Business planning often revolves around the idea of “What’s in it for me?” Business owners usually want the kinds of planning that let them run, grow, and eventually leave their business on their terms. But rare is the business that can run, grow, and allow its owner to leave on their terms without support from key employees. To gather that long-term support, business owners likely need to incentivize those employees.
Consider the example of Donald Fowler, a fictional but representative owner, and how incentive plan choices changed the arc of his business planning.
If It Looks Like a Duck and Quacks Like a Duck . . .
Donald Fowler always said, “If it looks like a duck and quacks like a duck, it’s a Fowler!” Donald had found great success manufacturing duck-centric treats and training tools for dogs—professional show dogs, hunters, and mutts one and all. He employed 60 full timers, including his two key employees, Grover and Courtney.
Grover was an outspoken and ambitious sales manager constantly looking for the next big win. A natural-born leader, Grover often asked Donald for more challenges to grow the company. His sales staff adored him, and Donald knew that Grover had a huge role in his company’s success.
Courtney was quieter and much more cerebral, but no less important. She had implemented several business processes that lowered production costs, increased fulfillment speeds, and helped Donald attract the best talent, including Grover. Courtney was also Donald’s adopted daughter, and Donald had always longed to pass the business on to her when he retired.
During an annual performance review, Grover told Donald, “Another company approached me. They’re offering me stock in their company. I’d rather stay here, and I’m not really sure how I feel about owning part of a company, but the money is so good. I need you to offer me something similar.”
Donald was stunned. Grover had never mentioned an interest in ownership. And Donald didn’t want to provide Grover with stock, since he intended to pass the business to Courtney. Donald assured Grover he’d figure something out for him. But he had no idea what to do.
He set up a meeting with his team of advisors. One of the newer members of the Advisor Team told him that he was right to hesitate about giving Grover ownership if he wanted Courtney to run the business. Employees and family members often clashed in those situations. Donald felt stuck.
“Donald, you always say, ‘If it looks like a duck and quacks like a duck,’ right?” his newer advisor asked him.
“Yes . . .” Donald said.
“Well, what if it looks like a duck and quacks like a duck, but isn’t really a duck?”
“What are you getting at?” Donald asked.
“What we’re saying,” another advisor said, “is that you can give Grover something that looks like stock, acts like stock, and has value like stock, but isn’t really stock.”
Phantom Stock as an Incentive Plan
Donald’s advisors recommended that he consider a Phantom Stock Plan to incentivize Grover to stay. Grover had said he wasn’t sure about ownership but that he liked the idea of more money. But Donald needed to keep Grover motivated in the long term to achieve his financial independence goals. When he approached Grover with the idea of a Phantom Stock Plan, Grover was intrigued.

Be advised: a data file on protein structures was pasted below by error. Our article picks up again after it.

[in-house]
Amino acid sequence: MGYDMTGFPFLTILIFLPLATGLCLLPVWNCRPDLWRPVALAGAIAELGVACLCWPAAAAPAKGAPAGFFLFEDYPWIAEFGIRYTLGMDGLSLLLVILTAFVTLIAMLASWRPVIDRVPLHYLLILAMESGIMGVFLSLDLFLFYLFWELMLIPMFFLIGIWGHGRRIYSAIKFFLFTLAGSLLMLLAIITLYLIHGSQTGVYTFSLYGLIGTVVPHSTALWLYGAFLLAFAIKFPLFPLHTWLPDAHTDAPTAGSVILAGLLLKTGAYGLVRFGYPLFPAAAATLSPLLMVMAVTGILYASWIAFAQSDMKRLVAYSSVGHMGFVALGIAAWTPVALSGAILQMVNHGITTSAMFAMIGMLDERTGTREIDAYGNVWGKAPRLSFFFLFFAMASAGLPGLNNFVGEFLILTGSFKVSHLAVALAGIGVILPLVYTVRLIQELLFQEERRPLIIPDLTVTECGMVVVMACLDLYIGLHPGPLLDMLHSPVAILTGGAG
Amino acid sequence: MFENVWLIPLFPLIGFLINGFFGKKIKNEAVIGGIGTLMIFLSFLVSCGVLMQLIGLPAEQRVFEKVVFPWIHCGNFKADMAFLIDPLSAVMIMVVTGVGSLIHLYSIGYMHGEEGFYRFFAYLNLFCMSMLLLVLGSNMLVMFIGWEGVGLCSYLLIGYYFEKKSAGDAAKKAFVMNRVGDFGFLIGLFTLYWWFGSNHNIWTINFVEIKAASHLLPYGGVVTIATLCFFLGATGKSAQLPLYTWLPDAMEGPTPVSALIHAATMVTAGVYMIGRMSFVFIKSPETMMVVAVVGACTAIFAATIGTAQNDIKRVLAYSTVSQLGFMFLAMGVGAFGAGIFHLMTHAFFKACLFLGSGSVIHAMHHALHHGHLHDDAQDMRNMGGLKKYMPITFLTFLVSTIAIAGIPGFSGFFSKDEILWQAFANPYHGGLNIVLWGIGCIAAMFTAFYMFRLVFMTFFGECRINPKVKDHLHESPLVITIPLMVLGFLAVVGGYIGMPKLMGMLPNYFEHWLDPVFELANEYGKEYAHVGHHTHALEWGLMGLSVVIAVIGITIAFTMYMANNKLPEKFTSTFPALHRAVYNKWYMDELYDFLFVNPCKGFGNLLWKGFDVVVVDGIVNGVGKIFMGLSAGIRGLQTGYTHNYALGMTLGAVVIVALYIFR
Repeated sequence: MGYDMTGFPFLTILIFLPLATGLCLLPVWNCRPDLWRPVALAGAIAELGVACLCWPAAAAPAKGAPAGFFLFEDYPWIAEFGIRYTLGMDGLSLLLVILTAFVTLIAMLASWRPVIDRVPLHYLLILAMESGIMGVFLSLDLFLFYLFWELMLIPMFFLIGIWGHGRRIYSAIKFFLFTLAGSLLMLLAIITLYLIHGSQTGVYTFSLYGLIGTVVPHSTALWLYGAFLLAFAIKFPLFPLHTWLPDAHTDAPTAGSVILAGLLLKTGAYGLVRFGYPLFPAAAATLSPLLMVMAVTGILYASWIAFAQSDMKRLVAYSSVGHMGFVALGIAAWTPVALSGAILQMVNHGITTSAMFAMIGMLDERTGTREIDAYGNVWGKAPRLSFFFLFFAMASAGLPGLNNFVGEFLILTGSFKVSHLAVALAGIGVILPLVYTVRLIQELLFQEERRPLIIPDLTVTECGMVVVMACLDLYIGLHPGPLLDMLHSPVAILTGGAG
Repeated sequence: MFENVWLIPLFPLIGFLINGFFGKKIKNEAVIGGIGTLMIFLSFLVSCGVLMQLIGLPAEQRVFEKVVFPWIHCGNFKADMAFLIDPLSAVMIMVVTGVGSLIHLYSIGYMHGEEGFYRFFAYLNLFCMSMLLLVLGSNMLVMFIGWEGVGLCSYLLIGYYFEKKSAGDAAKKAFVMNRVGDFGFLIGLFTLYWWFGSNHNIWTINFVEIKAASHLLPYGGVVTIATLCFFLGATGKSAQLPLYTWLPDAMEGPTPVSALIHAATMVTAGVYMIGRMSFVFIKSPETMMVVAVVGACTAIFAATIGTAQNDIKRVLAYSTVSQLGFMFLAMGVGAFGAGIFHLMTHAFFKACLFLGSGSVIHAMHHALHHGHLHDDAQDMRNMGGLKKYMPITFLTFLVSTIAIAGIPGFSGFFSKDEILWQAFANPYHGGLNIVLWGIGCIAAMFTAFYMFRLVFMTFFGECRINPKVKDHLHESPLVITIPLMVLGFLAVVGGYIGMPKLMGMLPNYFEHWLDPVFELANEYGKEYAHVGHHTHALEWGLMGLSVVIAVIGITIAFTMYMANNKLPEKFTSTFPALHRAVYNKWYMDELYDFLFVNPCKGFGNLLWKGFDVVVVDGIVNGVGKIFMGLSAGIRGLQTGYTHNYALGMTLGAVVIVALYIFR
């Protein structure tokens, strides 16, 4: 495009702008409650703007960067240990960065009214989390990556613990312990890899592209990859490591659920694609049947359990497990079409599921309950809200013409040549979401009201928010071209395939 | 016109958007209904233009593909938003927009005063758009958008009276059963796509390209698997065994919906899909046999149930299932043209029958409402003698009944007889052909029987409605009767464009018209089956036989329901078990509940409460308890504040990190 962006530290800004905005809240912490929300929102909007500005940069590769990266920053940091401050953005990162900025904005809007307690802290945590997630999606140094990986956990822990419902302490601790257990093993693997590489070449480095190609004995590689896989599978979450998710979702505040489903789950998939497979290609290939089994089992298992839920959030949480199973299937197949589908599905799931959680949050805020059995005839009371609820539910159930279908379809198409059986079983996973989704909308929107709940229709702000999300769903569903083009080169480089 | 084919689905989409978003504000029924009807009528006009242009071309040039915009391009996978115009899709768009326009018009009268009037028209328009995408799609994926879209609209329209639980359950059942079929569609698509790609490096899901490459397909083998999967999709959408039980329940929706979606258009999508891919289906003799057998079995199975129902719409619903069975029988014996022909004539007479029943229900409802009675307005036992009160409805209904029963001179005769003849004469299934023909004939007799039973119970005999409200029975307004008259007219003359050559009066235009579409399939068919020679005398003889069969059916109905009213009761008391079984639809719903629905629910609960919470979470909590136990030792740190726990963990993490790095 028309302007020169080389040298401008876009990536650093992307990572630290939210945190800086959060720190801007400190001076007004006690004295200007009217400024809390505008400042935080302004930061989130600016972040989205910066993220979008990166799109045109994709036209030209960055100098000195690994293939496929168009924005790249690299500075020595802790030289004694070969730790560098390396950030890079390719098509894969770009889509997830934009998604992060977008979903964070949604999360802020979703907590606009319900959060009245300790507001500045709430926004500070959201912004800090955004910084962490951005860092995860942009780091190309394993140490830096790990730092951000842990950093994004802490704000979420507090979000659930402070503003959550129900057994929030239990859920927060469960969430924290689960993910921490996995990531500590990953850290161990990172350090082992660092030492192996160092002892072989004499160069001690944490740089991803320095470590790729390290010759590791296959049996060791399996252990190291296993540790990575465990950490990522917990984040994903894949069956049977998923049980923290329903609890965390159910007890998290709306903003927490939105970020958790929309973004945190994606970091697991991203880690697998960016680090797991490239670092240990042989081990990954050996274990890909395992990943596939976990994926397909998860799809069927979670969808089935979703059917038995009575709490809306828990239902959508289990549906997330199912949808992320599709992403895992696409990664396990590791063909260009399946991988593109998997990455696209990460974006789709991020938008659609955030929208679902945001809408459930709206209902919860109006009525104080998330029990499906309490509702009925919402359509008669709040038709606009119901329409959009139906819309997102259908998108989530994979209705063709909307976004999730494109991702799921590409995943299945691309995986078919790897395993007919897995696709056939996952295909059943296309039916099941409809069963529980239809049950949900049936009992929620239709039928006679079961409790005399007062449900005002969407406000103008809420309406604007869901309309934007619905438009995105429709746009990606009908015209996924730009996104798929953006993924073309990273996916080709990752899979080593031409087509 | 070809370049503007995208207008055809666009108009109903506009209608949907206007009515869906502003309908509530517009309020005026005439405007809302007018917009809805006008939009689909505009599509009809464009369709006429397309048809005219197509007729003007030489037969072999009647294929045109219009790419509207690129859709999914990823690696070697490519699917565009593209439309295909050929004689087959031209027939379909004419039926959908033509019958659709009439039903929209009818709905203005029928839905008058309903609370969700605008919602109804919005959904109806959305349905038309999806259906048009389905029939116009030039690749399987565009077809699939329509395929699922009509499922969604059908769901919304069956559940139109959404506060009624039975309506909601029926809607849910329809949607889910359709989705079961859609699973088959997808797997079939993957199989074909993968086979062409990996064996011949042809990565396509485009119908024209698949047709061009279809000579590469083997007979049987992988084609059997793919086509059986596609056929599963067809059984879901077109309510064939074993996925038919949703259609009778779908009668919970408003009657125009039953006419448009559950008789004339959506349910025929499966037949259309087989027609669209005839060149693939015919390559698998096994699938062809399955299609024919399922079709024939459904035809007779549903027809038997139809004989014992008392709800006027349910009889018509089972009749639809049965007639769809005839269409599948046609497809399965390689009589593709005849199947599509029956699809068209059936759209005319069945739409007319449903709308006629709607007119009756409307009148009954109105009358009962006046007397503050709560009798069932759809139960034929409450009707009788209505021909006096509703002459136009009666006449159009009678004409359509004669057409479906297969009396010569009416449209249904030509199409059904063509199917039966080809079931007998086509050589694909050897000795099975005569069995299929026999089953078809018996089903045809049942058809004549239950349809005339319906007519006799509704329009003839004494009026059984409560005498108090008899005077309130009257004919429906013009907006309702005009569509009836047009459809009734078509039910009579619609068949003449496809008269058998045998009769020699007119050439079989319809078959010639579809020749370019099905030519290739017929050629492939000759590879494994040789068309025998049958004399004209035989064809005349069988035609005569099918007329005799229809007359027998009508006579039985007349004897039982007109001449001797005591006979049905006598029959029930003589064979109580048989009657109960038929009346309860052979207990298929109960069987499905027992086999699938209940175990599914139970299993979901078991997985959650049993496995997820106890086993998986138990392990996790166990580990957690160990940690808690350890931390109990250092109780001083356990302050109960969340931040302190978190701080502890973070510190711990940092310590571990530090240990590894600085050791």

With help from his Advisor Team, Donald proposed a plan to Grover. Every time Grover exceeded a specific and written annual sales goal, he’d receive Phantom Stock shares. As company value grew on the back of Grover’s work, so would the value of Grover’s phantom shares. However, the plan also included vesting and forfeiture terms to entice Grover to stay to receive full value, effectively handcuffing him to the business.
In the end, Grover loved the idea. He’d receive more money based on his performance, which was a perfect motivator for someone as ambitious as him. But it also relieved him of the pressures of actual ownership, which Grover wasn’t too comfortable with in the first place.
The incentive plan helped align Donald’s goals with what motivated Grover most. Grover continued to outperform expectations, making more money for himself as the business grew in value.
Growing business value gave Donald more opportunities to achieve his financial independence goal, which he did over the next five years. He then transitioned ownership of the company to Courtney, who continued to incentivize Grover with a similar plan with similar results.
We strive to help business owners identify and prioritize their objectives with respect to their business, their employees, and their family. If you are ready to talk about your goals for the future and get insights into how you might achieve those goals, we’d be happy to sit down and talk with you. Please feel free to contact us at your convenience.
The information contained in this article is general in nature and is not legal, tax or financial advice. For information regarding your particular situation, contact an attorney or a tax or financial professional. The information in this newsletter is provided with the understanding that it does not render legal, accounting, tax or financial advice. In specific cases, clients should consult their legal, accounting, tax or financial professional. This article is not intended to give advice or to represent our firm as being qualified to give advice in all areas of professional services. Exit Planning is a discipline that typically requires the collaboration of multiple professional advisors. To the extent that our firm does not have the expertise required on a particular matter, we will always work closely with you to help you gain access to the resources and professional advice that you need.
This is published by Business Enterprise Institute, Inc., and presented to you by our firm. We appreciate your interest. Any examples provided are hypothetical and for illustrative purposes only. Examples include fictitious names and do not represent any particular person or entity.